My usual routine each morning is– start the coffee, knit, listen to some of my favorite podcasts and then move on to my morning meditation. My intention is to nurture myself and find that authentic connection before moving into my day.
I plan and plot each moment of my morning routine each evening, setting a specific time even for the “nurturing activities.”
I write a task list for what I will accomplish the next morning from the time I wake up until the time I need to start getting ready for work. Doing the things plotted on my list the night before is good discipline, but what if I feel pulled in another direction? What if that direction is to do something else that makes me excited and filled with purpose? I thought that was the idea of what living on purpose is all about?
Allow the river of “what is” to flow within.
The first time I heard the phrase “live on purpose” it was after reading it in a Wayne Dyer book, which he also refers to as “connecting to your source.” This is that time when you lose track of time and space because you’re doing what sets you on fire. This is when we are at our happiest, so how sad to miss these spontaneous moments because we wouldn’t dare diverge from the things we “should” do.
At the end of the day, the whole idea of this morning time that I’ve given to myself is to use it as a way to connect to that voice that Rumi whispers in this quote, which hangs on my wall:
“Let yourself be silently drawn by the stronger pull of what you really love.”
To authentically do what comes natural in the moment is to invite the mystery of the moment to unfold with total acceptance and
Honoring our authentic calling is intuitive, but maybe we fight it because the world tells us to focus on the to do’s because today’s a busy day and we must stay on task or else…we’re a failure. The real failure is ignoring the wisdom that tells us to focus on what’s right in front of us and it’s usually screaming loud and clear. Our inner-calling is the voice that we should not ignore and it’s task #1 to pay attention.
Last night, as I was just about to turn off the “devices,” I stumbled upon this post, by Adam McLane. My plan was to start winding things down for bed, but instead I felt so energized to write. Adam’s post really spoke to me. It felt as if this was crafted just for me and my chaotic and at times, scattered mind.
What really appealed to me most about this post, is that Adam has a lifestyle like I do– he has only a few hours each morning to write and without fail, must ship his blog posts no later than 8am to be BISAW. (butt in seat at work) He practices a morning habit each day that entails start his post at 7:00 am, and pressing publish by 8:00 am. That means he must write, edit, create artwork, and promote the post on his social networks all in one hour!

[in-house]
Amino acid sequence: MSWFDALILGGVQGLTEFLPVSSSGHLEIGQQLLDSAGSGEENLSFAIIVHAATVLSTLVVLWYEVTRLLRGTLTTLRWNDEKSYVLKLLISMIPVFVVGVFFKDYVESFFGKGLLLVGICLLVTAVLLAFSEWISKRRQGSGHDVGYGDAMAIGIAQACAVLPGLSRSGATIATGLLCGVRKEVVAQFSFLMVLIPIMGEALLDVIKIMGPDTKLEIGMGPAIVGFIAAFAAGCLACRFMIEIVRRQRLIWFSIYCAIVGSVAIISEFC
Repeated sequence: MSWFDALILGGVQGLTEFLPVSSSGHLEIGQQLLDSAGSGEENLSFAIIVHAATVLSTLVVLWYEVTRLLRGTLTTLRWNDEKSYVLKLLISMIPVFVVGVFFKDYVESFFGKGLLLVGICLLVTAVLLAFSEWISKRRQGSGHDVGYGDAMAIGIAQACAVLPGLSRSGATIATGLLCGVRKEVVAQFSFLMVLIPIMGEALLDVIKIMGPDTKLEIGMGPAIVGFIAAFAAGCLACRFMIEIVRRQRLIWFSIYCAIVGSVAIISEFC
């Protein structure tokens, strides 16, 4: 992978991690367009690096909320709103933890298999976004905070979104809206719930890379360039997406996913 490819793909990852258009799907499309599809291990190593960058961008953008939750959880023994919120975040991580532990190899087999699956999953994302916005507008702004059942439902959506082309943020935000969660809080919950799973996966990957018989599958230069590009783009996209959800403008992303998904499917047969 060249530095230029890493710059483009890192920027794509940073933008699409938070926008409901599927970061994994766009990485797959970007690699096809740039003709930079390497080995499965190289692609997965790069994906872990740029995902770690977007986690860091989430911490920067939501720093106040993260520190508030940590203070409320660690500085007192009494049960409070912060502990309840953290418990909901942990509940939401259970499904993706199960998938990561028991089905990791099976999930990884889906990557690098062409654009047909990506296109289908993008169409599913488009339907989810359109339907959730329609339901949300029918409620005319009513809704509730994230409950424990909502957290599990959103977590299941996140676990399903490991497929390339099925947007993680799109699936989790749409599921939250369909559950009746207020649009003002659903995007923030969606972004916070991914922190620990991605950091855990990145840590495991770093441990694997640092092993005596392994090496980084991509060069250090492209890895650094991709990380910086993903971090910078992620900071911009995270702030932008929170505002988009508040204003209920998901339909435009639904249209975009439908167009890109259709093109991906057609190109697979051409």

I love the idea of racing the clock, because it creates a sense of urgency and momentum. The fact that something worthwhile is finished in one hour is satisfying, but the reason I don’t ship in this way each morning, it because it’s not perfect. It’s 4:52 am, and I wonder, it possible to push publish by 5am even if it’s not perfect.
The Thrill of the Chase
Embracing the idea of imperfection is liberating, and the exercise of writing and publishing a blog post each morning is the practice of this. The idea of pushing that publish button in one hour no matter what is scary and exciting at the same time. It’s like opening a vein for all to see. Did I say something silly, is there a typo in this post? Maybe, but it’s a practice on #whydoicaresomuch.
As I write this, I’m reminded me one of my “insanaknitting” sessions when I suddenly decide that I should make a knitted gift for a named recipient within 24 hours. It’s crazy, but of course that’s what makes it a challenge. There’s this part of me that wants to see just how fast I can actually knit a cowl with my super-human knitting powers. wonder what it is about the thrill of the chase that makes it so exciting.
Shiny Object Syndrome (SOS)
A few months ago I started something called The Morning Cool Down podcast, which I’m totally loving by the way! However, I’ve got a disorder that you may be familiar with, it’s called Shiny Object Syndrome (SOS). I’ve got 1 of 3 ebooks in the works, and I want to post to my blog, write the ebook and upload the podcast all in one morning. I seem to fall short every day because I someone believe I can do it all, and I’m convinced I still can.
Over the past few weeks, I’ve been trying to plan each morning with ONE main objective each morning, but there’s a huge blockage, because I just can’t be satisfied with this approach. There’s a really big wall that I just can’t accept or get past. I get up each morning thinking that time is somehow finite and I have all the time I need if I just use one Pomodoro at a time.
I like to believe in the concept of the 15 minute mentality of just doing one thing for 15 minutes, then moving on, but I’m also a Brian Tracy advocate, who has always preached the “single handle” approach which means do ONE thing until completion. Then of course even more reinforcements come from John Lee Dumas of Entrepreneur on Fire who’s acronym is:
and look at the wild success he’s made for himself.
If you only had two hours a day to do the work you enjoy most, what would you do?